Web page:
Deep character customisation, a sprawling world rich with lore and a well-written storyline are all important parts of what makes Pillars of Eternity such a success. This is no small feat as the development team attempted to rekindle the nostalgia of classic RPGs such as Baldur's Gate and Planescape: Torment - kinds of games that have almost become a lost art in the modern world of hyper-speed combat and extreme linearity.
Pillars of Eternity made for a fascinating Kickstarter, because the idea the developer proposed was one that flew in the face of most modern RPGs. A lot of games have tried to rekindle the isometric RPG over the last several years, but most were met with mixed results, but the likes of Divinity: Original Sin last year showed that the genre had plenty of life left in it, so long as quality writing and a solid sense of player agency was still a part of the formula. With over 75,000 people backing the Pillars of Eternity Kickstarter, Obsidian Entertainment knew that it had an audience, and it was just a matter of whether or not it could deliver the game that the audience wanted.
Things start off simply enough as players are part of a caravan that can travel no further that evening. Through this sequence various characters are introduced, and the gameplay basics are carefully taught while the early signs of conflict are revealed; before long your characters go from looking for berries to spotting corpses that becomes a much more sprawling set of adventures. These journeys are punctuated by interesting characters, an excellent levelling system and a tonne of beautiful writing. There mature themes and multitude of story options and quests kept my quite glued to my PC for far too long night, after night.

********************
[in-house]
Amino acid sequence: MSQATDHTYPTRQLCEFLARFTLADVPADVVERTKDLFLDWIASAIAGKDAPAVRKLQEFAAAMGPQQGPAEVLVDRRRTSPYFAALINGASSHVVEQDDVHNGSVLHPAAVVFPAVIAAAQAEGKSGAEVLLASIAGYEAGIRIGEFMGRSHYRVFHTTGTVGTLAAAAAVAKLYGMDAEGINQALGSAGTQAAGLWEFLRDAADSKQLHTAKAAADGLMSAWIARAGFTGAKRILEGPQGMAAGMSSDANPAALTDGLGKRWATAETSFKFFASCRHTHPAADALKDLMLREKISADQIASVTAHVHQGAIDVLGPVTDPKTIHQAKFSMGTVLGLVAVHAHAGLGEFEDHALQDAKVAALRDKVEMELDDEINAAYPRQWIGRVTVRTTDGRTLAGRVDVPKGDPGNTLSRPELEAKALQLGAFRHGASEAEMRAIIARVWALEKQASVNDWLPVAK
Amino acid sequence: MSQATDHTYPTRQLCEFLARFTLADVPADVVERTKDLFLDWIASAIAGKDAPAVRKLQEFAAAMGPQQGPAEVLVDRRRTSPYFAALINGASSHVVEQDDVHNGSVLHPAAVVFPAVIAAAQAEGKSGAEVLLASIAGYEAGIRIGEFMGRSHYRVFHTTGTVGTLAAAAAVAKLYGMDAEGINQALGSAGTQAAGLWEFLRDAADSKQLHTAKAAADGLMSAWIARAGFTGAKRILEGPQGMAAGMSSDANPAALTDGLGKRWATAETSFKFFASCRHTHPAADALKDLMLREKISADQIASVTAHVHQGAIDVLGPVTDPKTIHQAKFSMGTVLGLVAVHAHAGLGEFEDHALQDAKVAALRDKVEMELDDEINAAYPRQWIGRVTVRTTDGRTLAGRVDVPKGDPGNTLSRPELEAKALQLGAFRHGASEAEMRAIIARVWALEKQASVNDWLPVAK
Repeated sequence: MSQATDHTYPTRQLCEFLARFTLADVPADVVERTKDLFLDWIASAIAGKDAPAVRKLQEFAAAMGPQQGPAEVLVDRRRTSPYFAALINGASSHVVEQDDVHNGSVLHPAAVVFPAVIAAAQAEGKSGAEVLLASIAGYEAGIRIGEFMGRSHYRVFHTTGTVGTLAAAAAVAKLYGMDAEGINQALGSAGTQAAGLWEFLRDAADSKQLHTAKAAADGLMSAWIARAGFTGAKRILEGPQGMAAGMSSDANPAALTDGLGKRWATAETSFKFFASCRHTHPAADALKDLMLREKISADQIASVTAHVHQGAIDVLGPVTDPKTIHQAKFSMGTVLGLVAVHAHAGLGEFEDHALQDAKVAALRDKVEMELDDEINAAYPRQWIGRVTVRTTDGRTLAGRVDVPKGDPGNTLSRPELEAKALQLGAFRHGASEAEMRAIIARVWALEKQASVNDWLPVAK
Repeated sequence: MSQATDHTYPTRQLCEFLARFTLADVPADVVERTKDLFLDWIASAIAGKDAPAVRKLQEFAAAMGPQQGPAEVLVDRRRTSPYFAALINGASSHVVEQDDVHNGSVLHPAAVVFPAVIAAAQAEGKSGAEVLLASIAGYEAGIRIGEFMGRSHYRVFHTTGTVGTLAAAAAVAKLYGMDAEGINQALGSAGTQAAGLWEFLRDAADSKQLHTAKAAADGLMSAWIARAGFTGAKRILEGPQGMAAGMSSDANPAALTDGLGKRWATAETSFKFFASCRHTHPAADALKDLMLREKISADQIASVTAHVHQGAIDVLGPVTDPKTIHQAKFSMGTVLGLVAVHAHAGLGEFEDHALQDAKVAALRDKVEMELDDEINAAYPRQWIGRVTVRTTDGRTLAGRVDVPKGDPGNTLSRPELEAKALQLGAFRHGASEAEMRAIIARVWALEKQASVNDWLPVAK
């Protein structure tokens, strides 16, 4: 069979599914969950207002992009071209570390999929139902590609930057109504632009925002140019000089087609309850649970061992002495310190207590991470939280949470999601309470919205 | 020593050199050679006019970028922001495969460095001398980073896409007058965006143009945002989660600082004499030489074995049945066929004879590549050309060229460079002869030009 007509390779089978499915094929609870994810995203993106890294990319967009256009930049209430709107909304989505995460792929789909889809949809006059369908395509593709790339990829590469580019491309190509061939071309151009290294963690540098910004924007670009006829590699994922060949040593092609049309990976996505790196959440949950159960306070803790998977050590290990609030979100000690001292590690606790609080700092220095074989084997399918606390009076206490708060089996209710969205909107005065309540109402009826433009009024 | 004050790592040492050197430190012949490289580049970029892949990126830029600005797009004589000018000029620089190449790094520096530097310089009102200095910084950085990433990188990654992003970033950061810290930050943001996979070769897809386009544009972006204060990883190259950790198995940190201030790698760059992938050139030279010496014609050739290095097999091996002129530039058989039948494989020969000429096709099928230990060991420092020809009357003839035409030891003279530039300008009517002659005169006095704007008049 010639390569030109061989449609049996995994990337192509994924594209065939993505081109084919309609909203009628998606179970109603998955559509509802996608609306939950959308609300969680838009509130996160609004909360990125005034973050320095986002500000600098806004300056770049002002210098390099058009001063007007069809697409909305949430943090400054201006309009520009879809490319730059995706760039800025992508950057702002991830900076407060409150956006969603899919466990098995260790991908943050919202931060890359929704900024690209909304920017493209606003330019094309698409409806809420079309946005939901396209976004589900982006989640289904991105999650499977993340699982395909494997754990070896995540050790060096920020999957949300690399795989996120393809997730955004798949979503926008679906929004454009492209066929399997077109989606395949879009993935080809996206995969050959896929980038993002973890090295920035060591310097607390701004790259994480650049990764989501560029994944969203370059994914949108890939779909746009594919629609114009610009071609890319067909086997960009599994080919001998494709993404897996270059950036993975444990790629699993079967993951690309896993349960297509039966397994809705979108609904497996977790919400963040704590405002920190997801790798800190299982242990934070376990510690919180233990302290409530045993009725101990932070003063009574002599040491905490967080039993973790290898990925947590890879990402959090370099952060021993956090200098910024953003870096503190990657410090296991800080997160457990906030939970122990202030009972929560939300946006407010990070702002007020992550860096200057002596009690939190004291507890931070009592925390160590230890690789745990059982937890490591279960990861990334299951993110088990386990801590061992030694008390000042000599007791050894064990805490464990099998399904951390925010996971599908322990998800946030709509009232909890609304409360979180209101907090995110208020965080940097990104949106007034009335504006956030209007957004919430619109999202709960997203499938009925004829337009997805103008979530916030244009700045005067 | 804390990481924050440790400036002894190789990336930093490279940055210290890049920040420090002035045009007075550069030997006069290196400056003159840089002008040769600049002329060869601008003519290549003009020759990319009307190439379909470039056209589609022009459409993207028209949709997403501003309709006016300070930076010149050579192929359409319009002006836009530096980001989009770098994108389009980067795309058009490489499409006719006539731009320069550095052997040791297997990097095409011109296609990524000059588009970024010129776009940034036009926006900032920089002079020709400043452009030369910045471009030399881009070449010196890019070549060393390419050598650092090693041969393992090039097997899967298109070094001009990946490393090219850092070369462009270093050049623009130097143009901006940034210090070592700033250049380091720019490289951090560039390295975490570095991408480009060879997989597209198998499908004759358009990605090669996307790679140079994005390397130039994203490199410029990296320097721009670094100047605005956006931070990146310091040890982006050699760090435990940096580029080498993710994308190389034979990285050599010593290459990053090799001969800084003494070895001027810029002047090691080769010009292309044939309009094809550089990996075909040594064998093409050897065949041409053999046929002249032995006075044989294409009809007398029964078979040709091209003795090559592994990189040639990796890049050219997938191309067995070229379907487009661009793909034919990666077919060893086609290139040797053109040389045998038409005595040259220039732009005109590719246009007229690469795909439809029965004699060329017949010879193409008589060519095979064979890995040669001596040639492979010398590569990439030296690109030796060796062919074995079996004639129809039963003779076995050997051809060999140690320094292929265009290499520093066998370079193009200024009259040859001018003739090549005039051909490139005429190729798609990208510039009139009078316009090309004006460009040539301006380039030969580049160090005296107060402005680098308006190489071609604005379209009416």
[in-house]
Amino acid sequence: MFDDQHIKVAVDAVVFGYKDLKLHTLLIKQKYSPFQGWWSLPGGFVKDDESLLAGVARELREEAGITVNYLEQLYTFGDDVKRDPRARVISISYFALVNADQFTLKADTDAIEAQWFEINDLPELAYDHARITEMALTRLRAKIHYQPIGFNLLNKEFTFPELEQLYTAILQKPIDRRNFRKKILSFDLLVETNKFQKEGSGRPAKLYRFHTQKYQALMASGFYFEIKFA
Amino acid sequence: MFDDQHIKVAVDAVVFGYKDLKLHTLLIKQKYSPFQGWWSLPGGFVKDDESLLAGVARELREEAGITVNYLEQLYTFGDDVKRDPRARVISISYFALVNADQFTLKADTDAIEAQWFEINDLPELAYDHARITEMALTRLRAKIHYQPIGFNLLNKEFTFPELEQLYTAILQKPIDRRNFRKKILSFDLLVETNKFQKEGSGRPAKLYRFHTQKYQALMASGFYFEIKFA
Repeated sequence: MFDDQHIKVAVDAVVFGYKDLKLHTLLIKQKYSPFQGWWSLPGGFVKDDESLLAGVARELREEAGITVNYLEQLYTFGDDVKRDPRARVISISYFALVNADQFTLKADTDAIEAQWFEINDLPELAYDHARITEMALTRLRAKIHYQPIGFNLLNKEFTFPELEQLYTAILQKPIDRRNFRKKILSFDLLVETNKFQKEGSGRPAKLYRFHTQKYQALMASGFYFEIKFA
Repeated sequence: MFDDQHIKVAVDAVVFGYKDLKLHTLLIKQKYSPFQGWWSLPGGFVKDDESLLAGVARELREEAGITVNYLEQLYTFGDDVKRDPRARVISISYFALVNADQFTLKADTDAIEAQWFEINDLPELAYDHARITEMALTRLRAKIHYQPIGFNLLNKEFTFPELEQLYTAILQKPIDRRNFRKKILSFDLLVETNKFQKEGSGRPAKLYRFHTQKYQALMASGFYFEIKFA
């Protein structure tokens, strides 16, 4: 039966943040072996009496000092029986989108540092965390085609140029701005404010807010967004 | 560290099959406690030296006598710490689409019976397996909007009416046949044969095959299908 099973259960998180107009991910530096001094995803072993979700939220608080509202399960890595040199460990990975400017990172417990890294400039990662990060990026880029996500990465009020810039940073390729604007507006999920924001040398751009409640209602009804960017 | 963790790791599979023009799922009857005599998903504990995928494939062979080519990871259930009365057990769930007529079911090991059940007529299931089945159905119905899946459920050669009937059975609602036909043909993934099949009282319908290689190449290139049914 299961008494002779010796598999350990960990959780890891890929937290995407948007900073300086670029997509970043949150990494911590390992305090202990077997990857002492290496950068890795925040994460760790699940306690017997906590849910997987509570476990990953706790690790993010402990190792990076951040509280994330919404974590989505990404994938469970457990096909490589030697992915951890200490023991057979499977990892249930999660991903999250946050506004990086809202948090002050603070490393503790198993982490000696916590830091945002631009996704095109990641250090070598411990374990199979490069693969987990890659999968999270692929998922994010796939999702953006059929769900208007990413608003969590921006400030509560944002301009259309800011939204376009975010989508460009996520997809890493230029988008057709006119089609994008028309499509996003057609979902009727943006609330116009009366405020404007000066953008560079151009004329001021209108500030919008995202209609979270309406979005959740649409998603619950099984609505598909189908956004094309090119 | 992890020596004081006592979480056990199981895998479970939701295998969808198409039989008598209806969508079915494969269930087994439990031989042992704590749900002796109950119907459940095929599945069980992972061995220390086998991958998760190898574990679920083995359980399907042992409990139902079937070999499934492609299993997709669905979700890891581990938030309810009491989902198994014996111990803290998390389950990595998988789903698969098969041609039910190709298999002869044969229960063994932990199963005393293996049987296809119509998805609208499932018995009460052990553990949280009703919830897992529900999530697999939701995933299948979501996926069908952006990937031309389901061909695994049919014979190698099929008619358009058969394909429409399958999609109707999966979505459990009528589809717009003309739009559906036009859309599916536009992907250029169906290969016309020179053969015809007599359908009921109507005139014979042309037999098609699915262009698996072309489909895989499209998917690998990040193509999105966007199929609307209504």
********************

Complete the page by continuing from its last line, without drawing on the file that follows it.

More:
But Pillars of Eternity will not be for everyone. The pacing is very slow. When I think about how games like Mass Effect and Dragon Age have progressively become faster and more action-oriented, it makes games like Pillars of Eternity seem like outliers. Combat is very tactical, and involves lots of pausing and micromanagement. If you are looking to mindlessly hack away at some creatures by pressing the X button on a controller repeatedly, Pillars of Eternity is probably not going to suit you. However, if pausing and moving your team around strategically while picking the key targets to attack appeals to you, the combat found here should prove very satisfying, and the game knows what it is trying to accomplish with this style of combat. Visceral this is not, but then this is the kind of thing that many fans of the likes of Baldur's Gate wish were still around.
Too often games looking to cash in on nostalgia take things too far and become derivative. Certainly imitation can be a form of flattery, but it can also come across uninspired. Here I found myself playing Pillars of Eternity for hours on end, and while the mechanics felt comfortable and familiar, they also felt fresh and inspired. Enough small tweaks and adjustments were made in areas such as the interface, character progression and how the story is laid out that Pillars of Eternity is very much a natural evolution of those classic RPGs I fell in love with years ago.